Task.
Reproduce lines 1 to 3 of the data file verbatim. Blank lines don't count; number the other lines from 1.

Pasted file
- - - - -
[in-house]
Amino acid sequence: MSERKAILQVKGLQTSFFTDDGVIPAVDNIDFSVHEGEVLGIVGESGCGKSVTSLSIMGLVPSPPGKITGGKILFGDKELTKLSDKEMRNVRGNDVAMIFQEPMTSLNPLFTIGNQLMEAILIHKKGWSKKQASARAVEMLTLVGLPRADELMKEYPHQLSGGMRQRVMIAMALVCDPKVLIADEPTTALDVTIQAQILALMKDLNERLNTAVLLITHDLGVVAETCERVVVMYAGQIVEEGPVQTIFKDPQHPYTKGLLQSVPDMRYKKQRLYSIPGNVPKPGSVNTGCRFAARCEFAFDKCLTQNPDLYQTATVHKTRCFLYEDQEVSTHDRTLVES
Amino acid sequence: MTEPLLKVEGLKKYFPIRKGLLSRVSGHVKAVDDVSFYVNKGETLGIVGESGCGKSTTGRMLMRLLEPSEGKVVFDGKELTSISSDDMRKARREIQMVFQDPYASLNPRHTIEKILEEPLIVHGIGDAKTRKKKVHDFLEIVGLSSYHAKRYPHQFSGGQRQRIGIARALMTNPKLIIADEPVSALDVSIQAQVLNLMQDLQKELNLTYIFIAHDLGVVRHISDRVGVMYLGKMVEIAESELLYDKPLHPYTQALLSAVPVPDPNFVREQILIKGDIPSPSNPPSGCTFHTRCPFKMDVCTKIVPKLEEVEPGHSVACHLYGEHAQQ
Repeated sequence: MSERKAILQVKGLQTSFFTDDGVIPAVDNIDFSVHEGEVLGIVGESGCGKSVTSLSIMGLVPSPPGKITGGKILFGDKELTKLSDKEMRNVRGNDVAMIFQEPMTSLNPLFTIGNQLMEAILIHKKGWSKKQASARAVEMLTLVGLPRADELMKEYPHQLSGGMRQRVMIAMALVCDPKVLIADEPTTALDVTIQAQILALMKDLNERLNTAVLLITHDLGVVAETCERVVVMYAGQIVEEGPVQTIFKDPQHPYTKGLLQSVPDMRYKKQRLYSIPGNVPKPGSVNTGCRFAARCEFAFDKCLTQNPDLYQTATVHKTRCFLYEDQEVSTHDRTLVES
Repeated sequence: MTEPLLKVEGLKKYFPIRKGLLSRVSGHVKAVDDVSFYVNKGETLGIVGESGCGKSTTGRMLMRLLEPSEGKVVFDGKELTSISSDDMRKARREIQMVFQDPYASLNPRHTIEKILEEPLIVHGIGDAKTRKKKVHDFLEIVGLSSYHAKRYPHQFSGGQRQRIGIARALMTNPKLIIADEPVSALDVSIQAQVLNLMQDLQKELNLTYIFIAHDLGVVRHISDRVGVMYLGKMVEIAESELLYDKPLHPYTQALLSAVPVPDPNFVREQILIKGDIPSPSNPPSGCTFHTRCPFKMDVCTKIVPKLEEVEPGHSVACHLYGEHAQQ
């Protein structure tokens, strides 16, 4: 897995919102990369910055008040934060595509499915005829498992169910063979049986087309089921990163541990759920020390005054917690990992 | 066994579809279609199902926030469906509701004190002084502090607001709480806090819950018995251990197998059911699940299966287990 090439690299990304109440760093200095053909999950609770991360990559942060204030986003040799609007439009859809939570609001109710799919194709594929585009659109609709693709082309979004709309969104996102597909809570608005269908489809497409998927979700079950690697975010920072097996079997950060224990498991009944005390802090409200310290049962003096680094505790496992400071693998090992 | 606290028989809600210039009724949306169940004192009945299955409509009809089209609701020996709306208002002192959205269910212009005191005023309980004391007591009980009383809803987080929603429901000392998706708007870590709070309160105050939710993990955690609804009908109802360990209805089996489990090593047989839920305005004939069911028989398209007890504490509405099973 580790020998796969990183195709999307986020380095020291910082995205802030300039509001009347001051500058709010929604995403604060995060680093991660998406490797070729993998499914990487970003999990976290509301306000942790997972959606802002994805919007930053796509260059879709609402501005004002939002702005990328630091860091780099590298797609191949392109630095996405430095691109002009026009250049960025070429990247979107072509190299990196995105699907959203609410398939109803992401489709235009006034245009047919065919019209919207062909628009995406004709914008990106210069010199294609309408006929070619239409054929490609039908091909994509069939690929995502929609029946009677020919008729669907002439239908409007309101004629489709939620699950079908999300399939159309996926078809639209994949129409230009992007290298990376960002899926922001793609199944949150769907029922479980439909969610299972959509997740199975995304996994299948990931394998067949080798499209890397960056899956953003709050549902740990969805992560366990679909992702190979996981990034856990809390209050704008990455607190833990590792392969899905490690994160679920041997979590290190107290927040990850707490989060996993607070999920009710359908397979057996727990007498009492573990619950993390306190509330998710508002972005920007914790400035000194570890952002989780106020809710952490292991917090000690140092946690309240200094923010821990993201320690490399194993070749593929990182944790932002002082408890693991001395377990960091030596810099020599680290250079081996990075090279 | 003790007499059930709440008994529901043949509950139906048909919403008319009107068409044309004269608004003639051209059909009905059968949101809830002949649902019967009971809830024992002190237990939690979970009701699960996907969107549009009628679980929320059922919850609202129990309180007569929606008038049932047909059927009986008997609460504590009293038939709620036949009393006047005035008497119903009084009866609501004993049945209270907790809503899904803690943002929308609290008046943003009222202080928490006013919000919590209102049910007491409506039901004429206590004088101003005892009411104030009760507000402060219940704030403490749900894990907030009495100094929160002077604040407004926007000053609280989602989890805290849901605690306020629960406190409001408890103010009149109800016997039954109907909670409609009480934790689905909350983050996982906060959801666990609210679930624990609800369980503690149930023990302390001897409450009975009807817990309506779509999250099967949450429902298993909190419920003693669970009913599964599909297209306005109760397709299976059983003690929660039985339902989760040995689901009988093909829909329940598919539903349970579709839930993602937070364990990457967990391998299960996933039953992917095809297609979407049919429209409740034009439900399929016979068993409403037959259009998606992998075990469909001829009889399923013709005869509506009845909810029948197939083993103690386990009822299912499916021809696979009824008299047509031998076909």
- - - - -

[in-house]
Amino acid sequence: MSERKAILQVKGLQTSFFTDDGVIPAVDNIDFSVHEGEVLGIVGESGCGKSVTSLSIMGLVPSPPGKITGGKILFGDKELTKLSDKEMRNVRGNDVAMIFQEPMTSLNPLFTIGNQLMEAILIHKKGWSKKQASARAVEMLTLVGLPRADELMKEYPHQLSGGMRQRVMIAMALVCDPKVLIADEPTTALDVTIQAQILALMKDLNERLNTAVLLITHDLGVVAETCERVVVMYAGQIVEEGPVQTIFKDPQHPYTKGLLQSVPDMRYKKQRLYSIPGNVPKPGSVNTGCRFAARCEFAFDKCLTQNPDLYQTATVHKTRCFLYEDQEVSTHDRTLVES
Amino acid sequence: MTEPLLKVEGLKKYFPIRKGLLSRVSGHVKAVDDVSFYVNKGETLGIVGESGCGKSTTGRMLMRLLEPSEGKVVFDGKELTSISSDDMRKARREIQMVFQDPYASLNPRHTIEKILEEPLIVHGIGDAKTRKKKVHDFLEIVGLSSYHAKRYPHQFSGGQRQRIGIARALMTNPKLIIADEPVSALDVSIQAQVLNLMQDLQKELNLTYIFIAHDLGVVRHISDRVGVMYLGKMVEIAESELLYDKPLHPYTQALLSAVPVPDPNFVREQILIKGDIPSPSNPPSGCTFHTRCPFKMDVCTKIVPKLEEVEPGHSVACHLYGEHAQQ